Employees are human. They bring the baggage of their personal and professional lives into the workplace every day. At times — say, during a global pandemic — their work is highly affected by what they’re carrying around.
If you have noticed a lack of motivation or waning productivity among your employees, it isn’t going to correct itself. Dinging them with penalties is not the solution. This situation calls for taking steps to change their behavior to restore both productivity and job satisfaction.
Change is never easy for humans, but it’s also not impossible. Here are a few ways you can guide your employees through a behavior change.
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You need a plan. A random nip or tuck here and there will not change behavior throughout the workplace. Even if you manage to have a few good days, the change will be fleeting.
If you want to truly set employee behavior on the right path, you need to create a change management plan. Effecting real change is a process, so you need a plan that details the route to transformation. At the same time, the plan must be nimble enough to pivot when what’s on paper doesn’t exactly match reality.
A change management plan includes goals, timelines, communication strategies, resource obligations, and ways to measure achievement. Creating one requires time, energy, and input from the right people on the front end. Having one to present to stakeholders to garner approval and support can be priceless.
If you don’t know where to begin with a plan, look for templates or examples to guide you. Such tools will inform the range of considerations and decisions you need to make. Then, fill in the blanks to develop a plan that will lead to substantive and sustainable change for the better.
Behavioral change doesn’t occur without pushing the right buttons. Getting one person to stop smoking by understanding what motivates them to smoke is one thing. Figuring out which buttons to push to a collective group of employees is quite another.
The MAPS Model identifies four levers critical to employee behavioral change: motivation, ability, psychological capital, and supporting environment. It takes pulling all four to create lasting change, but they won’t all work the same way for individual employees. What motivates one to change their behavior may not work on any other employee.
Achieving buy-in and creating a sense of urgency are buttons you need to push before you begin pulling levers. You need to help employees understand why behavioral change is necessary to their success and the success of the company. Only then can you provide the motivation and support they need to get the job done.
The further you are from front-line employees, the less likely it is you’ll know how to motivate them. Rely on input from the people who manage them directly to identify their buttons. Then begin pushing the ones that will make them, if not enthusiastic, at least willing to adjust their behavior.
The do-as-I-say-not-as-I-do approach is a highly ineffective leadership tactic for changing employee behavior. Instead, you should be a model for employees by making visible changes in your own behavior. Setting the right example will increase buy-in and promote the necessary we’re-all-in-this-together mentality.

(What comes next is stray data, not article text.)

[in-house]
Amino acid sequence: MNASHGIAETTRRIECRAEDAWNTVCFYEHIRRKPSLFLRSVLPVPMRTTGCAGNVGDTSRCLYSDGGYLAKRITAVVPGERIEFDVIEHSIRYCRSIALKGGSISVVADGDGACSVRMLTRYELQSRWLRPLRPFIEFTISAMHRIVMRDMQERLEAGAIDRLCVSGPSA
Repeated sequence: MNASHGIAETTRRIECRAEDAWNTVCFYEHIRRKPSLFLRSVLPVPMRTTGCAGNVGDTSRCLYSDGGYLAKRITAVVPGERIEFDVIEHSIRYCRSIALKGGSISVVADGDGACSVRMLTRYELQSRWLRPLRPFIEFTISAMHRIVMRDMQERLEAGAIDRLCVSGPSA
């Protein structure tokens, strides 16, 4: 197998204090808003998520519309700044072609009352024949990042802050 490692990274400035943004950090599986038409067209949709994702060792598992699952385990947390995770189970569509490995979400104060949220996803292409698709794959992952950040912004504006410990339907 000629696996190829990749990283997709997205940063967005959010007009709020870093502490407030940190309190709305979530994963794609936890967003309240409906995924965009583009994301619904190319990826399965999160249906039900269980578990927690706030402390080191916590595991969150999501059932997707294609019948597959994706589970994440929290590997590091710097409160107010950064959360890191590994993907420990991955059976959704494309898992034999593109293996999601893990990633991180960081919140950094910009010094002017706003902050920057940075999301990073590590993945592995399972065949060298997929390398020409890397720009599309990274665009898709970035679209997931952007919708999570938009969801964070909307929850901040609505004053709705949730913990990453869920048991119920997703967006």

Monitor employee progress and react to what’s going on. Reward positive behavior to encourage others to follow suit. Respond to employee behavior, good, bad, or somewhere in between, with consistency.
As you’re guiding employees toward change goals, know that some are going to fall behind. Be willing to step out of the lead, go to the back of the line, and pick up laggards. If they see they have your support, they may become less resistant to the changes they need to make.
Embracing change is all about changing mindsets. If you have hundreds of employees, you need to change hundreds of minds. Make sure you start with your own and be a model for the benefit of change.
The vision for behavioral change goals, results, and rewards must be shared throughout the change process — and with more than just the C-suite. It needs to be shared with the people who are effecting behavioral change.
So don’t hide the change management plan in a locked file cabinet. Share it with the employees you’re relying on to change and keep them apprised throughout the process. You can’t achieve change without them.
Engaging employees is routinely necessary for productivity, continuity, job satisfaction, and to give them a voice. Employee engagement is even more crucial to realizing behavioral change in an organization. Information is power, so don’t keep it to yourself.
Regularly communicate successes, failures, and strategies that are working as well as those that are not. Furthermore, don’t forget to give employees a forum for expressing their thoughts, too. Sharing is, after all, a two-way street.
Employee baggage may be significantly heavier these days. The extra weight may very well be slowing your people down in their performance in the workplace. Guiding them through behavioral change will require helping them unpack what they’re carrying. Lessen their load, and they may be far more willing to make the changes beneficial to them and the company.
Forced change is never lasting — if it occurs at all. Instead, you must have a plan to motivate employees, set a good example, and share wins and losses. With such a plan in place, you might find that everyone chooses to be on their best behavior.